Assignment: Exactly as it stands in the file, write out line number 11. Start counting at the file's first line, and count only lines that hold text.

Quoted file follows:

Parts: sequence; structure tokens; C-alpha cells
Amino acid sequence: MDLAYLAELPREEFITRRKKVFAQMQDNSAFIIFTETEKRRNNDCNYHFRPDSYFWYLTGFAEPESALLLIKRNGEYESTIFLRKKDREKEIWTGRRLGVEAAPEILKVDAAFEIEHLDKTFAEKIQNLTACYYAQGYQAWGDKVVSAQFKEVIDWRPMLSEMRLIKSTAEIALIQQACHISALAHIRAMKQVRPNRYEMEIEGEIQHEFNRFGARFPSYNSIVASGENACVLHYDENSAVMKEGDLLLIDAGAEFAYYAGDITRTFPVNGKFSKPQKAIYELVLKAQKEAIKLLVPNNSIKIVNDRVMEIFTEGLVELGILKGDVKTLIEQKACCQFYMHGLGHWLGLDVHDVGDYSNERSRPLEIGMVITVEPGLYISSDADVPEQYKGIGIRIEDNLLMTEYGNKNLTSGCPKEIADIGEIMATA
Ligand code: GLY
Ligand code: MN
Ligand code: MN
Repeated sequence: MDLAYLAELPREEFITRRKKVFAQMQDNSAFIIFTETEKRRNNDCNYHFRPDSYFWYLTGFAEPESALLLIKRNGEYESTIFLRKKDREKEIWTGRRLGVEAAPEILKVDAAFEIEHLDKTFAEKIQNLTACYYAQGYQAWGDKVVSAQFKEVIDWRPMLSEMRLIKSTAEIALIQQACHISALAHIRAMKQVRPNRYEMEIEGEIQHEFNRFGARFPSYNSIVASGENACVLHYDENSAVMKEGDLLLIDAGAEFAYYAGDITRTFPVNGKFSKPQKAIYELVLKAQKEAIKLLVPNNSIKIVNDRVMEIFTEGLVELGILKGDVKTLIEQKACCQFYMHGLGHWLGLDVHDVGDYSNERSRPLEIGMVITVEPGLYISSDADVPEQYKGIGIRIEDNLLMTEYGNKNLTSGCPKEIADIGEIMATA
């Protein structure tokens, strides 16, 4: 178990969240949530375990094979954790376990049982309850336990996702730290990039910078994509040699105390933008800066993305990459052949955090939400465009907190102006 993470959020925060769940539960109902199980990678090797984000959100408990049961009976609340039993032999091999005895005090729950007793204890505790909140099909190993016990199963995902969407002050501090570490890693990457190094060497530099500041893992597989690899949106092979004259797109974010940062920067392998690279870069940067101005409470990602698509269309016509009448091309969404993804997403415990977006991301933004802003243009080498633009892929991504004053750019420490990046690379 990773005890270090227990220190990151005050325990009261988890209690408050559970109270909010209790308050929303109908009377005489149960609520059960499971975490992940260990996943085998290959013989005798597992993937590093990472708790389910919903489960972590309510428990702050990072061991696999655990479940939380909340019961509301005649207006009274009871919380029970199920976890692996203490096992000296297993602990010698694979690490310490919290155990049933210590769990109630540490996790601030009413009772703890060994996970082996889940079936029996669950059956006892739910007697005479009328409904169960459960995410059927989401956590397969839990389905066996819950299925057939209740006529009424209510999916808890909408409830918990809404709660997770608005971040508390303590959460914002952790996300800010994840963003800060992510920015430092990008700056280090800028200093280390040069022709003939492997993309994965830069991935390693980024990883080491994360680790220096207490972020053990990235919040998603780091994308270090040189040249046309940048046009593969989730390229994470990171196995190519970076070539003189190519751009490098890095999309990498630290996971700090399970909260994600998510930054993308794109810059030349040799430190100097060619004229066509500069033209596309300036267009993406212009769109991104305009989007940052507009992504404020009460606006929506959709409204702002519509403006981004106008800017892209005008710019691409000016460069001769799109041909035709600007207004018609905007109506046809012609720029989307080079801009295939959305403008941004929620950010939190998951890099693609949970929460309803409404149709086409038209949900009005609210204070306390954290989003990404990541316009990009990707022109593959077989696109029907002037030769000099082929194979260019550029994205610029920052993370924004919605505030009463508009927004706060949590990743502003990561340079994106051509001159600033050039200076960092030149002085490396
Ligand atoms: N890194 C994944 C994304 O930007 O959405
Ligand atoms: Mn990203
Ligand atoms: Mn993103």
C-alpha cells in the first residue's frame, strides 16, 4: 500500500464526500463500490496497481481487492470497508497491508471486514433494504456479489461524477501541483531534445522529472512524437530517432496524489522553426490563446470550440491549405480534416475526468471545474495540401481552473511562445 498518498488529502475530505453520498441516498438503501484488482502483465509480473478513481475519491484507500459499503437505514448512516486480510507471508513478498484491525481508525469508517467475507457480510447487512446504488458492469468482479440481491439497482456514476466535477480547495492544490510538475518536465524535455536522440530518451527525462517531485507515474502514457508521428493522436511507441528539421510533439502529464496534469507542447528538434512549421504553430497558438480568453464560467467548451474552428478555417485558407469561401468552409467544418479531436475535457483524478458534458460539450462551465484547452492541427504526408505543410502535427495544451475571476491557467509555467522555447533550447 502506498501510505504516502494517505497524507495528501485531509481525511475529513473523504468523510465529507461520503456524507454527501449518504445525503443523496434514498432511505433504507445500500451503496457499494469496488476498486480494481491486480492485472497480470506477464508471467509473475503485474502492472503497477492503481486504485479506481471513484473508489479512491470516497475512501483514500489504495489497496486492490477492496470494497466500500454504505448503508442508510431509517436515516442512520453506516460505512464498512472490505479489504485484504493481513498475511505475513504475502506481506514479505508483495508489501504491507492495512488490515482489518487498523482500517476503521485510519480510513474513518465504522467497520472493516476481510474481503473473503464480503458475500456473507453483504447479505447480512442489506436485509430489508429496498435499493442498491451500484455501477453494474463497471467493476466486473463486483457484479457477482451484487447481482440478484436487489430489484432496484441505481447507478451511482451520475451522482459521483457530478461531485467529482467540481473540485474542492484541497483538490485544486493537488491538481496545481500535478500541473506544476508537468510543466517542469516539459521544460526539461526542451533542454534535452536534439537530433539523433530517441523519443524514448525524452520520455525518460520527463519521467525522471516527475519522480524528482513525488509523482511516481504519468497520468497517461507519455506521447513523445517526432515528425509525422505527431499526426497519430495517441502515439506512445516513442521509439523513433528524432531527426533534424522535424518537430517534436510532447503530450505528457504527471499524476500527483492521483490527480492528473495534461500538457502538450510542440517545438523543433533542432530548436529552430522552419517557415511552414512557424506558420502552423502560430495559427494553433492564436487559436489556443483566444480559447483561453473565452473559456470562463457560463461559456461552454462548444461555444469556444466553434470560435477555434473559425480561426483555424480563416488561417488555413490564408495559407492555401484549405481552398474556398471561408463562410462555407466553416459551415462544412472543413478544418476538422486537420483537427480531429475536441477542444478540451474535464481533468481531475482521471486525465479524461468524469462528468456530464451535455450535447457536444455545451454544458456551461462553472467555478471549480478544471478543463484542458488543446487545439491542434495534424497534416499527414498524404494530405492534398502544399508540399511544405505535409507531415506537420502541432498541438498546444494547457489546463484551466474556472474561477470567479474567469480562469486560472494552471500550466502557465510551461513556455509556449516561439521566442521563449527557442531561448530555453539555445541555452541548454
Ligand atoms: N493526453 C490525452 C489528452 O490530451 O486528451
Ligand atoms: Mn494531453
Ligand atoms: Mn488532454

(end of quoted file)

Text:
C-alpha cells in the first residue's frame, strides 16, 4: 500500500464526500463500490496497481481487492470497508497491508471486514433494504456479489461524477501541483531534445522529472512524437530517432496524489522553426490563446470550440491549405480534416475526468471545474495540401481552473511562445 498518498488529502475530505453520498441516498438503501484488482502483465509480473478513481475519491484507500459499503437505514448512516486480510507471508513478498484491525481508525469508517467475507457480510447487512446504488458492469468482479440481491439497482456514476466535477480547495492544490510538475518536465524535455536522440530518451527525462517531485507515474502514457508521428493522436511507441528539421510533439502529464496534469507542447528538434512549421504553430497558438480568453464560467467548451474552428478555417485558407469561401468552409467544418479531436475535457483524478458534458460539450462551465484547452492541427504526408505543410502535427495544451475571476491557467509555467522555447533550447 502506498501510505504516502494517505497524507495528501485531509481525511475529513473523504468523510465529507461520503456524507454527501449518504445525503443523496434514498432511505433504507445500500451503496457499494469496488476498486480494481491486480492485472497480470506477464508471467509473475503485474502492472503497477492503481486504485479506481471513484473508489479512491470516497475512501483514500489504495489497496486492490477492496470494497466500500454504505448503508442508510431509517436515516442512520453506516460505512464498512472490505479489504485484504493481513498475511505475513504475502506481506514479505508483495508489501504491507492495512488490515482489518487498523482500517476503521485510519480510513474513518465504522467497520472493516476481510474481503473473503464480503458475500456473507453483504447479505447480512442489506436485509430489508429496498435499493442498491451500484455501477453494474463497471467493476466486473463486483457484479457477482451484487447481482440478484436487489430489484432496484441505481447507478451511482451520475451522482459521483457530478461531485467529482467540481473540485474542492484541497483538490485544486493537488491538481496545481500535478500541473506544476508537468510543466517542469516539459521544460526539461526542451533542454534535452536534439537530433539523433530517441523519443524514448525524452520520455525518460520527463519521467525522471516527475519522480524528482513525488509523482511516481504519468497520468497517461507519455506521447513523445517526432515528425509525422505527431499526426497519430495517441502515439506512445516513442521509439523513433528524432531527426533534424522535424518537430517534436510532447503530450505528457504527471499524476500527483492521483490527480492528473495534461500538457502538450510542440517545438523543433533542432530548436529552430522552419517557415511552414512557424506558420502552423502560430495559427494553433492564436487559436489556443483566444480559447483561453473565452473559456470562463457560463461559456461552454462548444461555444469556444466553434470560435477555434473559425480561426483555424480563416488561417488555413490564408495559407492555401484549405481552398474556398471561408463562410462555407466553416459551415462544412472543413478544418476538422486537420483537427480531429475536441477542444478540451474535464481533468481531475482521471486525465479524461468524469462528468456530464451535455450535447457536444455545451454544458456551461462553472467555478471549480478544471478543463484542458488543446487545439491542434495534424497534416499527414498524404494530405492534398502544399508540399511544405505535409507531415506537420502541432498541438498546444494547457489546463484551466474556472474561477470567479474567469480562469486560472494552471500550466502557465510551461513556455509556449516561439521566442521563449527557442531561448530555453539555445541555452541548454